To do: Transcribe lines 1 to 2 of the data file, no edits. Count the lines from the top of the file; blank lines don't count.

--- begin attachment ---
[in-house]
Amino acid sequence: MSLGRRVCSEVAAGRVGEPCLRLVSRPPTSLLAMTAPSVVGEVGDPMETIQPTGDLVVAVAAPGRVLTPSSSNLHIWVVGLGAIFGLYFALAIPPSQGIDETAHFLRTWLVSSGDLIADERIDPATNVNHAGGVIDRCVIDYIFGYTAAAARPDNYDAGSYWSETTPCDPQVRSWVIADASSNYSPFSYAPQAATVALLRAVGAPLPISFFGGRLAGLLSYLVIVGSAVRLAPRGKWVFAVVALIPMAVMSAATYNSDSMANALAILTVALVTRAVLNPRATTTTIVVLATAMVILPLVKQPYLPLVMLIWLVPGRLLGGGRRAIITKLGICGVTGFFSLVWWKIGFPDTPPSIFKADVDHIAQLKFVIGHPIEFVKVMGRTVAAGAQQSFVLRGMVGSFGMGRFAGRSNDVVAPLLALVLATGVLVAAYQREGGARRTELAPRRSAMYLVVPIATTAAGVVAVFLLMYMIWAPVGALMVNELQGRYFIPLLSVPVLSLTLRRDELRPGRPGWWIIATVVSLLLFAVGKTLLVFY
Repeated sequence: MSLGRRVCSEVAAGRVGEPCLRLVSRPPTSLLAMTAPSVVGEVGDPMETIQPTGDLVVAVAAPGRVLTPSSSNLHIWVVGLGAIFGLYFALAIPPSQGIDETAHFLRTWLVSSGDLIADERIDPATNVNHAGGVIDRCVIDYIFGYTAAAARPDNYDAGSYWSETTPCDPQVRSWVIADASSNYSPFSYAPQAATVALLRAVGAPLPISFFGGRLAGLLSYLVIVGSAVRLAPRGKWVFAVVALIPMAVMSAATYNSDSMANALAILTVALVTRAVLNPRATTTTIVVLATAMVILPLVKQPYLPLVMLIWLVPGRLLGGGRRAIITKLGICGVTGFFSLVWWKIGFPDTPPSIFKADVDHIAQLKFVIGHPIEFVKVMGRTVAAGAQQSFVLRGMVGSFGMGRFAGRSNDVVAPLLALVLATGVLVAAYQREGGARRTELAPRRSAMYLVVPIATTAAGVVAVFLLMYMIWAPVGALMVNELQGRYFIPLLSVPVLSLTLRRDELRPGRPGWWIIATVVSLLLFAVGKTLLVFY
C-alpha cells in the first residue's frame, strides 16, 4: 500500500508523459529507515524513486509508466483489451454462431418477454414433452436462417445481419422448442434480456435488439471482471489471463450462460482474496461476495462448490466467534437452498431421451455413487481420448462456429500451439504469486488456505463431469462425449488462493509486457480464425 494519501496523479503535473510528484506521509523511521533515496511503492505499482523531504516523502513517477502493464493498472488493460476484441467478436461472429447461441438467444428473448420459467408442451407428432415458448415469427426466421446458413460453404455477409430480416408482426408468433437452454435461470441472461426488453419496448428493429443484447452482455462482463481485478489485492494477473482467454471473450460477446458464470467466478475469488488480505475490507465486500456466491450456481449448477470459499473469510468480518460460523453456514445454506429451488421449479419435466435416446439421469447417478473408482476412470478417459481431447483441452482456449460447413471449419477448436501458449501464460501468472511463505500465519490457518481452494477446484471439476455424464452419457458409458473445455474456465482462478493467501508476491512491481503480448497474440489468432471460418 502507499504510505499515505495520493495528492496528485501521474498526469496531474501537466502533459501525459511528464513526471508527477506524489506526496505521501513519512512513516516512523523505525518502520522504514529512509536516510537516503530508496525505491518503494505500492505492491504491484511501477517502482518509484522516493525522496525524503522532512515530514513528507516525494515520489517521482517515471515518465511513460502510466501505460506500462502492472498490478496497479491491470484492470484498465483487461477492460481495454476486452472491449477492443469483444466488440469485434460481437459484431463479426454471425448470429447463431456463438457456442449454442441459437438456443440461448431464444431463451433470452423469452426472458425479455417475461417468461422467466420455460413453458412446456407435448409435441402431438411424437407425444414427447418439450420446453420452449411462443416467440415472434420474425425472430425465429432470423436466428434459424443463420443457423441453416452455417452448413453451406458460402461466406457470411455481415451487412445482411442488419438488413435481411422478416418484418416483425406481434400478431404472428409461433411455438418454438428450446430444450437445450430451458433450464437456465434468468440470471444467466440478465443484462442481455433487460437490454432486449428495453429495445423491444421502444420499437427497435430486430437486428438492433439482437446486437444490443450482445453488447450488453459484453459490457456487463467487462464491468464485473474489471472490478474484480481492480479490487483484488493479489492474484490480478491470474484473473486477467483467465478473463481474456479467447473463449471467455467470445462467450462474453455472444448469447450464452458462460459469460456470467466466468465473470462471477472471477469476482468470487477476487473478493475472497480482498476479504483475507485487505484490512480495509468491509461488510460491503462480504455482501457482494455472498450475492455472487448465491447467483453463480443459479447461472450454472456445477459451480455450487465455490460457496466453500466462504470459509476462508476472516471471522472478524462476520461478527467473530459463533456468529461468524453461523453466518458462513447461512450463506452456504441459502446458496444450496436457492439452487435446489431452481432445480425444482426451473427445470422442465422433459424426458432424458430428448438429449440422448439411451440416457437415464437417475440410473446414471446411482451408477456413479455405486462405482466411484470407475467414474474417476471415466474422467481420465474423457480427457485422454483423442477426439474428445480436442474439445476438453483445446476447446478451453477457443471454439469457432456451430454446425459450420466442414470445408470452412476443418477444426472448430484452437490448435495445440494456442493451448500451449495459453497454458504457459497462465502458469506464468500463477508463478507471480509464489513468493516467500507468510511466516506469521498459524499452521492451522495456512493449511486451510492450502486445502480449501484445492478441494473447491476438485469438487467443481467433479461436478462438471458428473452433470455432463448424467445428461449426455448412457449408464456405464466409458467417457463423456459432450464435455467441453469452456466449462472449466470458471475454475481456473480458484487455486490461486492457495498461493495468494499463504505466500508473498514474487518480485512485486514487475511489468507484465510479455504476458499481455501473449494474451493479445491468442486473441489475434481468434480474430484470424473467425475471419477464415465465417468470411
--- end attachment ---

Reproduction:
[in-house]
Amino acid sequence: MSLGRRVCSEVAAGRVGEPCLRLVSRPPTSLLAMTAPSVVGEVGDPMETIQPTGDLVVAVAAPGRVLTPSSSNLHIWVVGLGAIFGLYFALAIPPSQGIDETAHFLRTWLVSSGDLIADERIDPATNVNHAGGVIDRCVIDYIFGYTAAAARPDNYDAGSYWSETTPCDPQVRSWVIADASSNYSPFSYAPQAATVALLRAVGAPLPISFFGGRLAGLLSYLVIVGSAVRLAPRGKWVFAVVALIPMAVMSAATYNSDSMANALAILTVALVTRAVLNPRATTTTIVVLATAMVILPLVKQPYLPLVMLIWLVPGRLLGGGRRAIITKLGICGVTGFFSLVWWKIGFPDTPPSIFKADVDHIAQLKFVIGHPIEFVKVMGRTVAAGAQQSFVLRGMVGSFGMGRFAGRSNDVVAPLLALVLATGVLVAAYQREGGARRTELAPRRSAMYLVVPIATTAAGVVAVFLLMYMIWAPVGALMVNELQGRYFIPLLSVPVLSLTLRRDELRPGRPGWWIIATVVSLLLFAVGKTLLVFY